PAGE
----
Tagline:
War never ends quietly.
Memorable Movie Quote: "It will end, soon. But before it does, a lot more people have to die."
Distributor:
Columbia Pictures
Official Site: http://furymovie.tumblr.com/
Release Date:
October 17, 2014
DVD/Blu-ray Release Date:
January 27, 2015
Synopsis: April, 1945. As the Allies make their final push in the European Theatre, a battle-hardened army sergeant named Wardaddy (Brad Pitt) commands a Sherman tank and her five-man crew on a deadly mission behind enemy lines. Outnumbered and outgunned, and with a rookie soldier thrust into their platoon, Wardaddy and his men face overwhelming odds in their heroic attempts to strike at the heart of Nazi Germany.

Fury - Movie Review

Blu-ray

Blu-ray Details:

Available on Blu-ray - January 27, 2015
Screen Formats: 2.40:1
Subtitles
: English, English SDH, French, Spanish
Audio:
English: DTS-HD Master Audio 5.1; French: DTS-HD Master Audio 5.1; Spanish: Dolby Digital 5.1
Discs: 50GB Blu-ray Disc; Single disc (1 BD); UV digital copy; Digital copy
Region Encoding: A, B

This is a fantastic looking film. The 1080p transfer to Blu-ray is spot on with dark and depressing colors but adding a tremendous amount of excitement in every scene.  It adds so much grit to its style that makes it feel authentic and as if you’re right in the middle of the battle.  There’s a very healthy layer of grain throughout – yes, it was shot on film, so that will be very pleasing to the eye. You’ll be the sixth crewmember in that Sherman tank once you pop this Blu-ray into your player.  There are several scenes that take place in complete darkness and in darkly lit interiors.  Crush was absent and all of those levels were deep and inky and free from compression artifacts.  There is only one sequence on the film that adds “color” to the film’s very muted color wheel and that happens when the boys drive into town and meet up with some town folks. Outside of that Fury has an almost sepia tone throughout.  The sound design – mastered here in DTS-HD Master Audio 5.1 – is absolutely incredible.  From the big explosions to the bullets banking off the Fury tank, all the sound effects make the film an epic thing to listen to.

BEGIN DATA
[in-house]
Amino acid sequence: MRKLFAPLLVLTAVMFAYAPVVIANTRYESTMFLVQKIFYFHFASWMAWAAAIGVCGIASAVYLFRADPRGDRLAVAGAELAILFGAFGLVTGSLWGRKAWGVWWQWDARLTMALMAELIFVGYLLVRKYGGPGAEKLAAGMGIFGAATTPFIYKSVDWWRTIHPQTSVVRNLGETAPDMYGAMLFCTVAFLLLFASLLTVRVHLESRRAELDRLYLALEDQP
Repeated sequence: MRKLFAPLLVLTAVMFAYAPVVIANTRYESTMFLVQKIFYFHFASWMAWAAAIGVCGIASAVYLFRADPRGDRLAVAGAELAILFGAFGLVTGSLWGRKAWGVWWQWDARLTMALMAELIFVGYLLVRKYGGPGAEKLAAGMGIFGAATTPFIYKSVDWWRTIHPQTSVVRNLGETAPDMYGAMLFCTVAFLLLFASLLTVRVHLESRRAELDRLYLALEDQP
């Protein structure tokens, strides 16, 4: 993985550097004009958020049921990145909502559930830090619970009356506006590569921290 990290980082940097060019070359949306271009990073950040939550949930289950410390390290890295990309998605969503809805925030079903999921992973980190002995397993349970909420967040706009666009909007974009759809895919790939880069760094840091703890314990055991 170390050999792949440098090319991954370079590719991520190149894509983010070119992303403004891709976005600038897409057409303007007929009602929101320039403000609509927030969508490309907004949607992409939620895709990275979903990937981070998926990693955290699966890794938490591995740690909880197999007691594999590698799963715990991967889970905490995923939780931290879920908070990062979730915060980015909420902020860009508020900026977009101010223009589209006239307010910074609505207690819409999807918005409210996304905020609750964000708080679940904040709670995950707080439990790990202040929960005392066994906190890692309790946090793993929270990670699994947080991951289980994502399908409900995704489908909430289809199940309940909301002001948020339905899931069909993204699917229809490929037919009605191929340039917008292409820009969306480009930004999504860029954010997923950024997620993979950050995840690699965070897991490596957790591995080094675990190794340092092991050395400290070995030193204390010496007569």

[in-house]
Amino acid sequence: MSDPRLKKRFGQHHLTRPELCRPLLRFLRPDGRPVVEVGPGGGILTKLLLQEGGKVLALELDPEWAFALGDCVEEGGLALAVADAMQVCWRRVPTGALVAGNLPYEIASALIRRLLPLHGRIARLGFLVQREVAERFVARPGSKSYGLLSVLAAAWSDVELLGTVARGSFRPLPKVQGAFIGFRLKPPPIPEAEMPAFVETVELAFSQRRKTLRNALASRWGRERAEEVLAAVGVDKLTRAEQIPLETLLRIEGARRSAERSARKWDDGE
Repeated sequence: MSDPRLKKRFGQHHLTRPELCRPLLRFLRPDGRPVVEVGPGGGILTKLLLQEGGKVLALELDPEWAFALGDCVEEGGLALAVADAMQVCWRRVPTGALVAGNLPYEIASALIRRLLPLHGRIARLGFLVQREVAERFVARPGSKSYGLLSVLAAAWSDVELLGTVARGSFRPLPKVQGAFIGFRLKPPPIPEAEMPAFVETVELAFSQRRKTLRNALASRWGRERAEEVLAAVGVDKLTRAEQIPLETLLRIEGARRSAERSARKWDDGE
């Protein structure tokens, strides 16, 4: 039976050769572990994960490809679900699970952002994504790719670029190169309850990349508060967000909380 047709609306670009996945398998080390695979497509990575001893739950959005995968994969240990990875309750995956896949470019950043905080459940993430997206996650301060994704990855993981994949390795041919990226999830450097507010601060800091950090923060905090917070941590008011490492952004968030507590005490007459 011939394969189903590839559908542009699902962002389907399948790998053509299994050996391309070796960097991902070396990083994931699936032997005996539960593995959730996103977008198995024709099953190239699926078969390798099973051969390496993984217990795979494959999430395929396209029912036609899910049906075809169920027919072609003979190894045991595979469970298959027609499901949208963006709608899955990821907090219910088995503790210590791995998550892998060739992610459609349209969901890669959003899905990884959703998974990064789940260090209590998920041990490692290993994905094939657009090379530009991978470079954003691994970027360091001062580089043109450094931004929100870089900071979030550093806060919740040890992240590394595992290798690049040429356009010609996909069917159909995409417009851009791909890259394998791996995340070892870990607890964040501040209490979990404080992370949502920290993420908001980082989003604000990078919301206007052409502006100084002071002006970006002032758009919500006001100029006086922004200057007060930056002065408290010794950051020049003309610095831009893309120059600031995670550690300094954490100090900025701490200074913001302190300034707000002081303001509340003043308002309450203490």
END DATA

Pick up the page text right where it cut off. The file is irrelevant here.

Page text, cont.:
Supplements:

Commentary:

  • None

Special Features:

Hold on to your helmets! With over 50 minutes of character-building deleted scenes, Fury is this week’s best bang for your buck. I smell an extended version of Fury hitting the streets in a year or so. Standard DVDs hold one featurette, but Blu-ray packages have more — four making-of featurettes that include interviews with the cast and crew are available. Blu-ray buyers also get almost an hour of deleted scenes. Director David Ayer put so much work into this film and you definitely see it. In one of the segments, the main cast talks about the making of the overall film and their experience with researching for their roles. They actually sat with war veterans to gain any sort of information and knowledge they could receive. There’s also a great segment on veterans discussing their life experiences at war and although haunting to hear, it’s also incredible. Finally, there is a fun segment on the cast learning how to drive the tank that was almost a character in itself so that’s pretty badass to see.

  • Deleted and Extended Scenes (56 min)
  • Director's Combat Journal (18 min)
  • Armored Warriors: The Real Men Inside the Shermans (12 min)
  • Blood Brothers (10 min)
  • Taming the Beasts: How to Drive, Fire and Shoot Inside a 30-Ton Tank (13 min)
  • Photo Gallery